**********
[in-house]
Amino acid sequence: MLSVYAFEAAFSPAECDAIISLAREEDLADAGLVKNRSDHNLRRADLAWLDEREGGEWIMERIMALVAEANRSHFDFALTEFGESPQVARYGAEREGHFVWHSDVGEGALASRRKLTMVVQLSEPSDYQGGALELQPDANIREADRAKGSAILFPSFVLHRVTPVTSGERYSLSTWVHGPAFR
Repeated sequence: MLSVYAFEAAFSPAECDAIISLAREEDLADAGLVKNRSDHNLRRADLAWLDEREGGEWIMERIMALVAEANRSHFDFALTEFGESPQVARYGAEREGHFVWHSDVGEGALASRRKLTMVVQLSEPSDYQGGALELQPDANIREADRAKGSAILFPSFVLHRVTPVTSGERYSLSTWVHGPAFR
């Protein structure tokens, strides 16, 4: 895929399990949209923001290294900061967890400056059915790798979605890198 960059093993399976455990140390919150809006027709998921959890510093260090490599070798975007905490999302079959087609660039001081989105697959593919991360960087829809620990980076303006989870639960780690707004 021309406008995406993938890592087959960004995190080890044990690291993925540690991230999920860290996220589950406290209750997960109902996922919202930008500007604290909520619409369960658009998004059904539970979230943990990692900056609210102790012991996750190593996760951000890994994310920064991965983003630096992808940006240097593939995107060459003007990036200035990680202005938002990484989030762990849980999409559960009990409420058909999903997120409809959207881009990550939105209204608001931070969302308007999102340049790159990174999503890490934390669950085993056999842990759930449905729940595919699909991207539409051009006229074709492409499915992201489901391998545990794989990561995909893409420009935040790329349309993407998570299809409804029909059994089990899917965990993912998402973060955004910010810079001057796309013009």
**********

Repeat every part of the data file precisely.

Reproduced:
[in-house]
Amino acid sequence: MLSVYAFEAAFSPAECDAIISLAREEDLADAGLVKNRSDHNLRRADLAWLDEREGGEWIMERIMALVAEANRSHFDFALTEFGESPQVARYGAEREGHFVWHSDVGEGALASRRKLTMVVQLSEPSDYQGGALELQPDANIREADRAKGSAILFPSFVLHRVTPVTSGERYSLSTWVHGPAFR
Repeated sequence: MLSVYAFEAAFSPAECDAIISLAREEDLADAGLVKNRSDHNLRRADLAWLDEREGGEWIMERIMALVAEANRSHFDFALTEFGESPQVARYGAEREGHFVWHSDVGEGALASRRKLTMVVQLSEPSDYQGGALELQPDANIREADRAKGSAILFPSFVLHRVTPVTSGERYSLSTWVHGPAFR
């Protein structure tokens, strides 16, 4: 895929399990949209923001290294900061967890400056059915790798979605890198 960059093993399976455990140390919150809006027709998921959890510093260090490599070798975007905490999302079959087609660039001081989105697959593919991360960087829809620990980076303006989870639960780690707004 021309406008995406993938890592087959960004995190080890044990690291993925540690991230999920860290996220589950406290209750997960109902996922919202930008500007604290909520619409369960658009998004059904539970979230943990990692900056609210102790012991996750190593996760951000890994994310920064991965983003630096992808940006240097593939995107060459003007990036200035990680202005938002990484989030762990849980999409559960009990409420058909999903997120409809959207881009990550939105209204608001931070969302308007999102340049790159990174999503890490934390669950085993056999842990759930449905729940595919699909991207539409051009006229074709492409499915992201489901391998545990794989990561995909893409420009935040790329349309993407998570299809409804029909059994089990899917965990993912998402973060955004910010810079001057796309013009």